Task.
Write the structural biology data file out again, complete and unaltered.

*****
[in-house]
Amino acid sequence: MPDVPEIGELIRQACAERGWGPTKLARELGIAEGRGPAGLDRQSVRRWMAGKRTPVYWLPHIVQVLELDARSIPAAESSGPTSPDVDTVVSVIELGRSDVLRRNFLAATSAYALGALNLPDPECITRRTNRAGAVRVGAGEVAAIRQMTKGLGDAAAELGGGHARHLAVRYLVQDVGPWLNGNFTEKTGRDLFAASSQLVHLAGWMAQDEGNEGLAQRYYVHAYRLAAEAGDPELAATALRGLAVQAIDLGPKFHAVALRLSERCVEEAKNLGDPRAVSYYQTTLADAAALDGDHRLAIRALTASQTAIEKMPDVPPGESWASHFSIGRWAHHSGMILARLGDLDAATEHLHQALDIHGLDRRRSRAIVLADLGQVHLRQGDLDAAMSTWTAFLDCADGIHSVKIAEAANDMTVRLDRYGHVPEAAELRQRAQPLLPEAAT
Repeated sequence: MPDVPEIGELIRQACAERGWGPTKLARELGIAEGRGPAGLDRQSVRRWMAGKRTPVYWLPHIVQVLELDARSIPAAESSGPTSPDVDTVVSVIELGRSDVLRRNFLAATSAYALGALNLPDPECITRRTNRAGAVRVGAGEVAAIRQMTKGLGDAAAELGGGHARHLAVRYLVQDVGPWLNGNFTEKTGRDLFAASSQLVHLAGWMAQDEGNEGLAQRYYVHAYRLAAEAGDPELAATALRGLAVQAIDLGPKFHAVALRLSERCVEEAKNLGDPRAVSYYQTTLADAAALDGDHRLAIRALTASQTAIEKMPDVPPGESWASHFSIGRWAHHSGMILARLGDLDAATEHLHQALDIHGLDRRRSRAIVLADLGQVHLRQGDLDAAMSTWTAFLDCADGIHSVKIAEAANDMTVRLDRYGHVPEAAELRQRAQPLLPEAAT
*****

[in-house]
Amino acid sequence: MPDVPEIGELIRQACAERGWGPTKLARELGIAEGRGPAGLDRQSVRRWMAGKRTPVYWLPHIVQVLELDARSIPAAESSGPTSPDVDTVVSVIELGRSDVLRRNFLAATSAYALGALNLPDPECITRRTNRAGAVRVGAGEVAAIRQMTKGLGDAAAELGGGHARHLAVRYLVQDVGPWLNGNFTEKTGRDLFAASSQLVHLAGWMAQDEGNEGLAQRYYVHAYRLAAEAGDPELAATALRGLAVQAIDLGPKFHAVALRLSERCVEEAKNLGDPRAVSYYQTTLADAAALDGDHRLAIRALTASQTAIEKMPDVPPGESWASHFSIGRWAHHSGMILARLGDLDAATEHLHQALDIHGLDRRRSRAIVLADLGQVHLRQGDLDAAMSTWTAFLDCADGIHSVKIAEAANDMTVRLDRYGHVPEAAELRQRAQPLLPEAAT
Repeated sequence: MPDVPEIGELIRQACAERGWGPTKLARELGIAEGRGPAGLDRQSVRRWMAGKRTPVYWLPHIVQVLELDARSIPAAESSGPTSPDVDTVVSVIELGRSDVLRRNFLAATSAYALGALNLPDPECITRRTNRAGAVRVGAGEVAAIRQMTKGLGDAAAELGGGHARHLAVRYLVQDVGPWLNGNFTEKTGRDLFAASSQLVHLAGWMAQDEGNEGLAQRYYVHAYRLAAEAGDPELAATALRGLAVQAIDLGPKFHAVALRLSERCVEEAKNLGDPRAVSYYQTTLADAAALDGDHRLAIRALTASQTAIEKMPDVPPGESWASHFSIGRWAHHSGMILARLGDLDAATEHLHQALDIHGLDRRRSRAIVLADLGQVHLRQGDLDAAMSTWTAFLDCADGIHSVKIAEAANDMTVRLDRYGHVPEAAELRQRAQPLLPEAAT